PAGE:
Seven years on, it is Tendulkar's duel with Cork that is likely to be the main plot of the series. A delicious skirmish whose potential to enthrall was seen in embryo during the first one-day match at The Oval, where the Indian basically hit Cork out of the attack, taking 12 off Cork's opening over.

But even if the balance of power once again shifts Cork's way, the temptation for Michael Atherton to over-bowl him will be overwhelming, as it was in South Africa where Cork finished the series 85 overs to the good over the next man. It was far from ideal for someone with a history of knee trouble, the recurrence of which caused him to miss England's World Cup quarter-final.

"Actually, I'm the worst one for it. I'm always wanting just one more over [another trait he shares with Botham]. I suppose it's a downfall but, the way I look at it, if I'm not bowling I can't be taking wickets. And whether I'm playing for England or for Derbyshire I want to take wickets, though I'm aware that just as the overs mount up so does the likelihood of injury.

"Perhaps just saying 'No' is something I've got to learn to do. Mind you, cutting down," he says with all the matter-of-factness of a 60-a- day smoker, "is not the only answer. When I've got time, I'm busy trying to build up my quadriceps muscles."

There has been talk, for some time now, of a fierce rivalry between him and Darren Gough. But this is promptly dismissed as a figment of media imagination, although there is a school of thought not a million miles from the dressing-room that believes it lies at the root of Gough's problems since losing his top dog tag to Cork.

Unlike Gough, who wants to be universally liked, Cork tries to get under the skin of an opponent and his on-field histrionics, which include an appeal so theatrical it would shame a professional limbo dancer, border on the farcical. So much so that you feel he is in danger of not only alienating the audience but the umpire, too.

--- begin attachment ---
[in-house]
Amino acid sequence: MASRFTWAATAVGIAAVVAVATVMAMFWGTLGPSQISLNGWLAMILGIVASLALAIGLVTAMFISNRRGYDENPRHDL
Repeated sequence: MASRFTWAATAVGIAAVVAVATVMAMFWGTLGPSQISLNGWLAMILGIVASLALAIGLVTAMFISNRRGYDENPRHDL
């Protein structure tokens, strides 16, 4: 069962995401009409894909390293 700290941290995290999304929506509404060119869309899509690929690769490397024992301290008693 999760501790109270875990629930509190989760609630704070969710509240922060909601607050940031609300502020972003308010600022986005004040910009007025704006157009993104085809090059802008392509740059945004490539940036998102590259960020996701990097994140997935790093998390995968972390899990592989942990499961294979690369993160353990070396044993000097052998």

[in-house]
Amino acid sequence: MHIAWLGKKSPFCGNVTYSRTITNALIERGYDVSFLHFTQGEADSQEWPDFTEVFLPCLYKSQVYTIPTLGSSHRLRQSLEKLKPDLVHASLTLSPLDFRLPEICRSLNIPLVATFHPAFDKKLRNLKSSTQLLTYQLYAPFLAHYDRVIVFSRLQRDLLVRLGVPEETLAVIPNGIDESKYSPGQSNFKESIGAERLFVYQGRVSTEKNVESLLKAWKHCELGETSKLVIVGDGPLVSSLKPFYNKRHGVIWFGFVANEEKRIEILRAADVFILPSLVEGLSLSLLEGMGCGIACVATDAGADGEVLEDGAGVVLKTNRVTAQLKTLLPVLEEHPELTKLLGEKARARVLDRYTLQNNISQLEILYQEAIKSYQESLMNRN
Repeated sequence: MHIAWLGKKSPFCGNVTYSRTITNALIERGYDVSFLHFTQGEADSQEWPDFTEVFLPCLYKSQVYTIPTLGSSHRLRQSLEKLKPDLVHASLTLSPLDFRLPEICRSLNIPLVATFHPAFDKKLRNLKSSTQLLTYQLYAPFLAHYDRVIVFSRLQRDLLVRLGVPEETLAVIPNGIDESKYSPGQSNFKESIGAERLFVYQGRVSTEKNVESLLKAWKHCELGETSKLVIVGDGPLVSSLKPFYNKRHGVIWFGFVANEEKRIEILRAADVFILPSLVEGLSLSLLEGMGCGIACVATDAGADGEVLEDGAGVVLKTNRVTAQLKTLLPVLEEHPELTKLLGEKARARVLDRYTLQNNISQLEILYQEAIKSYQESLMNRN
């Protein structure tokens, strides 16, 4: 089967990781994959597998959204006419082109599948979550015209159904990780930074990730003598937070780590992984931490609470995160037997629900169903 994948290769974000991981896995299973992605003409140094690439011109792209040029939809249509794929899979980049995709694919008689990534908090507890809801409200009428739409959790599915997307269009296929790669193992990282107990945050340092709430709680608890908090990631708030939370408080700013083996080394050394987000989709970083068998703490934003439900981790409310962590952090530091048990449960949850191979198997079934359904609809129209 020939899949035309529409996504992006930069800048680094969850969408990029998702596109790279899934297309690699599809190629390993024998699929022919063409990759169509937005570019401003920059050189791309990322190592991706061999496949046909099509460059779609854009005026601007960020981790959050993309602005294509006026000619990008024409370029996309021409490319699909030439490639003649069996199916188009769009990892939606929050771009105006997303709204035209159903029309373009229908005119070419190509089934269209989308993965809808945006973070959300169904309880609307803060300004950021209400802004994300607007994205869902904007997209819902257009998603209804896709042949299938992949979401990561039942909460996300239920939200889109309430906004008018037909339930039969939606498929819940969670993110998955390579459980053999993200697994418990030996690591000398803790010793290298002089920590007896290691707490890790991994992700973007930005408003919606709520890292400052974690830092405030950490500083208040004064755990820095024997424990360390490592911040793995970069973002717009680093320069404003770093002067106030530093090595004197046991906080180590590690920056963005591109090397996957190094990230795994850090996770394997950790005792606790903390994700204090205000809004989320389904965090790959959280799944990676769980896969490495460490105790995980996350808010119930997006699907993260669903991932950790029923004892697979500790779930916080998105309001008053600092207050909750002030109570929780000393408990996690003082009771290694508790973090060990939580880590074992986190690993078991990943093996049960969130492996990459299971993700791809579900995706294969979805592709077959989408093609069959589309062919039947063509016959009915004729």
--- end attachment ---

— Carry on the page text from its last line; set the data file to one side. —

"I've always been an aggressive type of person on the pitch, though hopefully off the pitch I'm not. I'm out there to do a job and I enjoy giving batsmen the stare. I also enjoy appealing. If I've got a chance of getting a wicket I'll try to put as much into my appeal as possible.

"The whole aggression thing is definitely something that gets me going and keeps me turned on. It helps me keep my concentration up. It's the way I play and what has so far brought me success."

Successful formula or not, Cork is not entirely happy with his form since the World Cup, and he has been busy tinkering and trying out new deliveries.

"I've had a chat with Dean Jones, our new skipper at Derby, talking about what line to bowl and what fields to set to the Indians if the ball swings. At the end of the day, I can't be too over-attacking against these boys by trying to bowl that magic delivery that pitches middle and leg and hits off. As I found out at The Oval, it just doesn't work.

"But I'm working on different things, like improving my inswinger and using the crease more. Hopefully, if they come off, they'll increase my chance of getting wickets. Hopefully."